A scooter rider in San Francisco. The city’s attorney sent cease-and-desist letters to scooter companies. Other cities, in the South, have been more welcoming to scooters, which scooter advocates say can be more comfortable than riding bikes.
Justin Sullivan/Getty Images
Editor’s note: An earlier version of this story incorrectly attributed a quote from a LimeBike representative. It was Mary Caroline Pruitt who gave the quote, not Jack Song.
Their launch followed a familiar pattern. Electric scooters have followed a wave of dockless bikes, popping up seemingly overnight, to the delight of some residents and officials and to the dismay of others.
No, these aren’t Vespas. Instead, they more resemble the souped-up Razor scooters that are favored by schoolkids. Electric scooters’ small motors have been humming around cities up and down the East and West coasts, drawing the ire of some city officials who said scooter companies sidestepped government by going ahead before regulations could be written.
“It would be very nice if the tech bros could come in and ask in a collaborative fashion for permission rather than after-the-fact forgiveness,” said a San Francisco supervisor, Aaron Peskin, at a meeting in which the city was considering scooter regulations. The same day as the meeting, the city attorney sent a cease-and-desist letter to three scooter companies that had started in the area.
But the reception to scooters has been much warmer in the South, where some mid-sized cities are in talks to bring them in.
Bike sharing has arrived more slowly in the South for the same reason many smaller places have struggled to replicate the flourishing bike-share programs seen in major metropolises: Sprawling cities with less-developed pedestrian infrastructure and a less-dense downtown core are a tough sell for bike-share programs.
Yet as private, dockless bike-share companies spread further inland from the coasts and bring their product to mid-tier cities, many towns in the South are poised to become early adopters of electric scooters.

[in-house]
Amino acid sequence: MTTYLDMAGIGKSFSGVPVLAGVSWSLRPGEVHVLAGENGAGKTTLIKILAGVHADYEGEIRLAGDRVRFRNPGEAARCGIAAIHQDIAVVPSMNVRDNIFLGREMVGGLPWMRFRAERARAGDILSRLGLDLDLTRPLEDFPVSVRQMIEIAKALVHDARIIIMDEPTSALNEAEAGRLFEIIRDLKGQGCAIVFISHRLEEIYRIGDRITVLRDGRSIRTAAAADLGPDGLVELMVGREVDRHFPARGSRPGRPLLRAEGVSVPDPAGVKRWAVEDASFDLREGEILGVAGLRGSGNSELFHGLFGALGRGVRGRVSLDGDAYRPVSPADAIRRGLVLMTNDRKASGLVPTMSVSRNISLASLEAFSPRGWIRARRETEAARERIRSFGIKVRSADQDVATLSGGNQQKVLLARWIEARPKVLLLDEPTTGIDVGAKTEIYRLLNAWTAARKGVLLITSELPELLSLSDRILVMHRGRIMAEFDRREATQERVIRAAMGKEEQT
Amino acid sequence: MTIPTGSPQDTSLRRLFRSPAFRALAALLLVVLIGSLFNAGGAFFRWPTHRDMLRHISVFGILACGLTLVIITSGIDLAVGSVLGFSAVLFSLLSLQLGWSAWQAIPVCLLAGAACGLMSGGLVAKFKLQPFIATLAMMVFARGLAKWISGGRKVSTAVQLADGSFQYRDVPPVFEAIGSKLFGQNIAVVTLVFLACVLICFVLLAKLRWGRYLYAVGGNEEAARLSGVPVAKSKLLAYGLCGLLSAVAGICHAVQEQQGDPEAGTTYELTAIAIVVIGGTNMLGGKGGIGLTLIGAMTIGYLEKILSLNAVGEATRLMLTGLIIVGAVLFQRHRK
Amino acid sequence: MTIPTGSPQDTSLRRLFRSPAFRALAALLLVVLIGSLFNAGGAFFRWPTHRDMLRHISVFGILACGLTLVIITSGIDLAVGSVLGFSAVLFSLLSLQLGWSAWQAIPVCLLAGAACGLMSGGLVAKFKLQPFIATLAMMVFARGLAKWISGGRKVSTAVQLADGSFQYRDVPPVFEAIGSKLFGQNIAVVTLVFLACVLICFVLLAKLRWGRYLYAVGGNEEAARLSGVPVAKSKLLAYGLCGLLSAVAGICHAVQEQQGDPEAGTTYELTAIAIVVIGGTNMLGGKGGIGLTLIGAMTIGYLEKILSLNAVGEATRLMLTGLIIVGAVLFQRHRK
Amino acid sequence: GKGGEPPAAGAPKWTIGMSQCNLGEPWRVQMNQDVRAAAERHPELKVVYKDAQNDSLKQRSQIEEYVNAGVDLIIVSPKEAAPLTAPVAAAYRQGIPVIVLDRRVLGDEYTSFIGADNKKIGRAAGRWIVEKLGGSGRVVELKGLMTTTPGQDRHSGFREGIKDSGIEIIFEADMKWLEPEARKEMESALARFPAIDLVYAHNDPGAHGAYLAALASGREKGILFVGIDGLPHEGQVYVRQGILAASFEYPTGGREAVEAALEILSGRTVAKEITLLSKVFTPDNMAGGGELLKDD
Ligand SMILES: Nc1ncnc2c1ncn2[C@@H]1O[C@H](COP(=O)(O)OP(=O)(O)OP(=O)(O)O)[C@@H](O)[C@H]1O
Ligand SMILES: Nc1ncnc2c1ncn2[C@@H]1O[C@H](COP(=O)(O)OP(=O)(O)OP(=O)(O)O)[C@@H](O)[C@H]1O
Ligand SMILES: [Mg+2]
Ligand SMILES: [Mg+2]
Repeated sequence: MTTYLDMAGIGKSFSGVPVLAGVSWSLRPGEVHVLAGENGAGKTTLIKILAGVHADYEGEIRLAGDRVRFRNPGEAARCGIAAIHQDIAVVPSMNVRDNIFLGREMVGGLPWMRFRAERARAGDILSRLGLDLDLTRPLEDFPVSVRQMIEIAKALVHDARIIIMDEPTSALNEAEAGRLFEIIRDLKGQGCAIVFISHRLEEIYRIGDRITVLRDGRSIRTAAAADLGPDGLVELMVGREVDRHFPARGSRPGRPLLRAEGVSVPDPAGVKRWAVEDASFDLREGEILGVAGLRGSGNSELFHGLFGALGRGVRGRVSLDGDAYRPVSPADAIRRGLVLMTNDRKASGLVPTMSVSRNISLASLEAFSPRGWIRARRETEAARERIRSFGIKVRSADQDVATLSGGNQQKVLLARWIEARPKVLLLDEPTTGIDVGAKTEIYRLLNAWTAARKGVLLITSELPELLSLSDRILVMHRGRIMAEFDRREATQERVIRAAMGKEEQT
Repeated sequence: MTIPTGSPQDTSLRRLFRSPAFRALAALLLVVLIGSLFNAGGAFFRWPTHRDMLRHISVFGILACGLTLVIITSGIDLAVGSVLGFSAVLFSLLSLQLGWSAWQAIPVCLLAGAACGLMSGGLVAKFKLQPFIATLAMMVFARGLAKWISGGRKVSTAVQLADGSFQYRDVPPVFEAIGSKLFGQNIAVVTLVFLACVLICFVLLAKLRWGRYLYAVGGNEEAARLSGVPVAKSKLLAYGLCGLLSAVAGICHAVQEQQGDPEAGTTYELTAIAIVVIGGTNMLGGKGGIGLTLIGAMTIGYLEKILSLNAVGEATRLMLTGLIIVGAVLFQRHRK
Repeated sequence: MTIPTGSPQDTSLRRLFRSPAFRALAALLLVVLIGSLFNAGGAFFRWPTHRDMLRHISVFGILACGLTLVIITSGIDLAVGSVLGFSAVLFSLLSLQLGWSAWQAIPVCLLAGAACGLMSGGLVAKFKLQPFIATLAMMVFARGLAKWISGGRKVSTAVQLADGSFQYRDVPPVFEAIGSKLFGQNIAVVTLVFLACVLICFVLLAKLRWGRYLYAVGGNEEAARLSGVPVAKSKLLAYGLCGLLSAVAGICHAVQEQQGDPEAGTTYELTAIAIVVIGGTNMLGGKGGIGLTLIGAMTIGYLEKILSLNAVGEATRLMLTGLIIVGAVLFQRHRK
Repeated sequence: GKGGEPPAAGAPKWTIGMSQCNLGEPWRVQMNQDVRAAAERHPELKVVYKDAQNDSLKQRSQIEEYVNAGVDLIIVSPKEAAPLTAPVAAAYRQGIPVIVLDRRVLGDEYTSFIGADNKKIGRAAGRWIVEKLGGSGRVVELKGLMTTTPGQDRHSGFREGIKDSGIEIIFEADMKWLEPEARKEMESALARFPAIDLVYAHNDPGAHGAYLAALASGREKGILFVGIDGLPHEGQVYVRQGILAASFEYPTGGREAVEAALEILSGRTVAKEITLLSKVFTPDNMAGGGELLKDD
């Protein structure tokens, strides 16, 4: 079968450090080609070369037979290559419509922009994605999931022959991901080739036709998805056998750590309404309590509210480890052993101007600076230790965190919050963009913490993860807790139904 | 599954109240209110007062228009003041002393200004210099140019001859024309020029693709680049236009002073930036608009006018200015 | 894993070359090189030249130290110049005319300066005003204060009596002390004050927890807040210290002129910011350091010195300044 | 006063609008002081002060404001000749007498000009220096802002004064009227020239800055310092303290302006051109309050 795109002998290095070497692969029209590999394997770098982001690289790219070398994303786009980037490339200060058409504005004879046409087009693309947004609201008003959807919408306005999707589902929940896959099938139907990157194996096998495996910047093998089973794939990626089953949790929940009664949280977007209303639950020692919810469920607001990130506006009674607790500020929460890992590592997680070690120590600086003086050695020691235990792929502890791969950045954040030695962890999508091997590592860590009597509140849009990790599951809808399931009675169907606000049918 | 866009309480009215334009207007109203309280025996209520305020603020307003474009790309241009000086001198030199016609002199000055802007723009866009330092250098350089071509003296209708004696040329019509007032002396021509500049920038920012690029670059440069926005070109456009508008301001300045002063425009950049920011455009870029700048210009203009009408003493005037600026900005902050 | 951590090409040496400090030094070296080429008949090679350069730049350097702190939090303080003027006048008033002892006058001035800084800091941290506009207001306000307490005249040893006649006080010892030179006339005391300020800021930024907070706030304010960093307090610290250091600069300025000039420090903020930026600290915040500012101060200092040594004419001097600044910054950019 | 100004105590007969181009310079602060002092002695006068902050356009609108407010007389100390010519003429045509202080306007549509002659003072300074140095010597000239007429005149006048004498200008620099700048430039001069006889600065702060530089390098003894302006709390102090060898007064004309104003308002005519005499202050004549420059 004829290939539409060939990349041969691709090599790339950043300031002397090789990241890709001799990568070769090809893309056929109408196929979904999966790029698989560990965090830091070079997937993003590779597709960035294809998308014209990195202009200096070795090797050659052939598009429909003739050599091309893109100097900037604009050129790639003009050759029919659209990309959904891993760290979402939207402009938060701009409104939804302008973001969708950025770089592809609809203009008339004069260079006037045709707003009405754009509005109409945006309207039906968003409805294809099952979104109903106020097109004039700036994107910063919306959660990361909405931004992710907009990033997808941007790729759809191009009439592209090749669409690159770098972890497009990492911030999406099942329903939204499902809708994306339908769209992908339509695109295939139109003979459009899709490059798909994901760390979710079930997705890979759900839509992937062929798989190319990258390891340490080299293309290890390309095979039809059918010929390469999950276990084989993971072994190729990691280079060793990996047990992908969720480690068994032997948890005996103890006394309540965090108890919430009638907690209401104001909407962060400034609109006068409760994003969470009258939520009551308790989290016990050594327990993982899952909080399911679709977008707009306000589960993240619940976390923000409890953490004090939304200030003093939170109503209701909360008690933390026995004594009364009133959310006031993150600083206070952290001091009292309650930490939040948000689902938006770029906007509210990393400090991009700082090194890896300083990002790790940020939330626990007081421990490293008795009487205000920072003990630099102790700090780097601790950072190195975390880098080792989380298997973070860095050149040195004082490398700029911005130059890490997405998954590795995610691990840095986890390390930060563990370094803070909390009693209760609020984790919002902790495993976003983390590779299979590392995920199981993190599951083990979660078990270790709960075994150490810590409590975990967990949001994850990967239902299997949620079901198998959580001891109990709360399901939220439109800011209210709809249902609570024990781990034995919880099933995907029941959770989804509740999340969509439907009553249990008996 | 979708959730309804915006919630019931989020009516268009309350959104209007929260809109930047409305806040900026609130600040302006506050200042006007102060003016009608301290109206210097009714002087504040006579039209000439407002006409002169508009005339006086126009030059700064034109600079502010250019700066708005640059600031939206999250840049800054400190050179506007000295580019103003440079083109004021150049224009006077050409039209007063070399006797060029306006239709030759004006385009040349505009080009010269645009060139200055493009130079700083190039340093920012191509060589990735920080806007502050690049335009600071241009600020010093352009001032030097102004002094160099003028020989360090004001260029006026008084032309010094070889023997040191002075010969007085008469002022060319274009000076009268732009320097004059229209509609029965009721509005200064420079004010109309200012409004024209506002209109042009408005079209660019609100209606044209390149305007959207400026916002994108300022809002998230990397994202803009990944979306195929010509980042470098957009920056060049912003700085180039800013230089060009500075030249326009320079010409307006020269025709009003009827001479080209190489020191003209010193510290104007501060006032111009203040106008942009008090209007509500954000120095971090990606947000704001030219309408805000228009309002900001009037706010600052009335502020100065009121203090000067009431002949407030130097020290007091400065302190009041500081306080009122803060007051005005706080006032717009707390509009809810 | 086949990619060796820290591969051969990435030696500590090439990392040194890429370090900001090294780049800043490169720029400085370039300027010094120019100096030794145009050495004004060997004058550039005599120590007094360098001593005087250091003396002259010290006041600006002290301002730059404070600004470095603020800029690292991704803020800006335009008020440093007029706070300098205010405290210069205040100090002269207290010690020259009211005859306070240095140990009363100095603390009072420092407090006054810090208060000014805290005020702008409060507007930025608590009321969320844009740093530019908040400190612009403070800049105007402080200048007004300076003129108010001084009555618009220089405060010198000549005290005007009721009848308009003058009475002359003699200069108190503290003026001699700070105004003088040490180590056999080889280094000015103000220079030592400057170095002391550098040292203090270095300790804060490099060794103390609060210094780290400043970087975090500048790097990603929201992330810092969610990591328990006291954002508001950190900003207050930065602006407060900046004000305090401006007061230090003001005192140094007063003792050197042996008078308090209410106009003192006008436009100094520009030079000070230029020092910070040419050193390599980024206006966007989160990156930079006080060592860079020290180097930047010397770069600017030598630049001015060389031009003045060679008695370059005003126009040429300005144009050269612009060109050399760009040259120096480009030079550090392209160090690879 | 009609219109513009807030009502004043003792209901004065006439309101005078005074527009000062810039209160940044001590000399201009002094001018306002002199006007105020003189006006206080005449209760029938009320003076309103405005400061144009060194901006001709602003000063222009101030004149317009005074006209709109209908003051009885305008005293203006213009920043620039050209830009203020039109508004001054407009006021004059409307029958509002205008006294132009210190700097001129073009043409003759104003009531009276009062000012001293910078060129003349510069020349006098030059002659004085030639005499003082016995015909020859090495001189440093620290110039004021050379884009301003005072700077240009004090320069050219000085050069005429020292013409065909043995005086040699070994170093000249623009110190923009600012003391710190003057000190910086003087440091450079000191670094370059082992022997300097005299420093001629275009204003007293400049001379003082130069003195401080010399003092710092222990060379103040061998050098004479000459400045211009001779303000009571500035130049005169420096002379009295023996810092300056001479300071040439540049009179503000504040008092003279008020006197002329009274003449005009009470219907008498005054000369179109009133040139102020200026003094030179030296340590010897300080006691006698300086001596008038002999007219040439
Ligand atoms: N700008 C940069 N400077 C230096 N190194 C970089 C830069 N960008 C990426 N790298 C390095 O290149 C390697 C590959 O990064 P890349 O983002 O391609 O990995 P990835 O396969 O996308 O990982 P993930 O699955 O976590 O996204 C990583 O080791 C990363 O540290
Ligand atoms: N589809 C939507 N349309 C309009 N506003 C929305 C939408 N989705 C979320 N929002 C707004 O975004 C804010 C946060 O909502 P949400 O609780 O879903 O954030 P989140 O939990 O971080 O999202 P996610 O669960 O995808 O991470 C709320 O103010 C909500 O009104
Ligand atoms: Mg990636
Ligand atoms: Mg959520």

“I work in some of the most obese, hot, behind the cultural shift, and behind the bike culture shift, communities,” said Lindsey Gray West, who helped start the Birmingham, Alabama, bike-share program and now runs Bantam Strategy Group, a bike-share consulting firm in Baton Rouge, Louisiana, that works almost exclusively with Southern cities.
But scooters have been an easy sell, she said. “Just in the last two weeks probably I’ve had multiple city councilmen, multiple mayors over the age of 70, all at least 50 and older, that have come back and said, ‘This is the best thing I’ve ever done.’”
Gray West said scooters are a good fit for the South much for the same reason she advocated to have electric-assist bikes in Birmingham: It’s hot, it’s hilly, and people don’t want to show up for business meetings drenched in sweat.
The industry has been growing rapidly. Ride-hailing company Uber recently bought bike-share company Jump for an estimated $100 million. And scooters, which first hit the streets in late 2017, have reached more cities this year as the temperature climbs, with the devices rolling out in a new town every few weeks.
Already, scooters have arrived in sweltering Miami, and Mobile, Alabama, has committed to bringing in dockless bikes and scooters. LimeBike is planning to come to New Orleans, a city official there confirmed. And talks are underway in New Orleans, Huntsville and Birmingham in Alabama, as well as Long Beach and Gulfport, Mississippi, and Louisiana State University in Baton Rouge. Bird and LimeBike had just launched in Austin, but both companies pulled their scooters off the streets this weekend after the city passed an emergency ordinance Friday.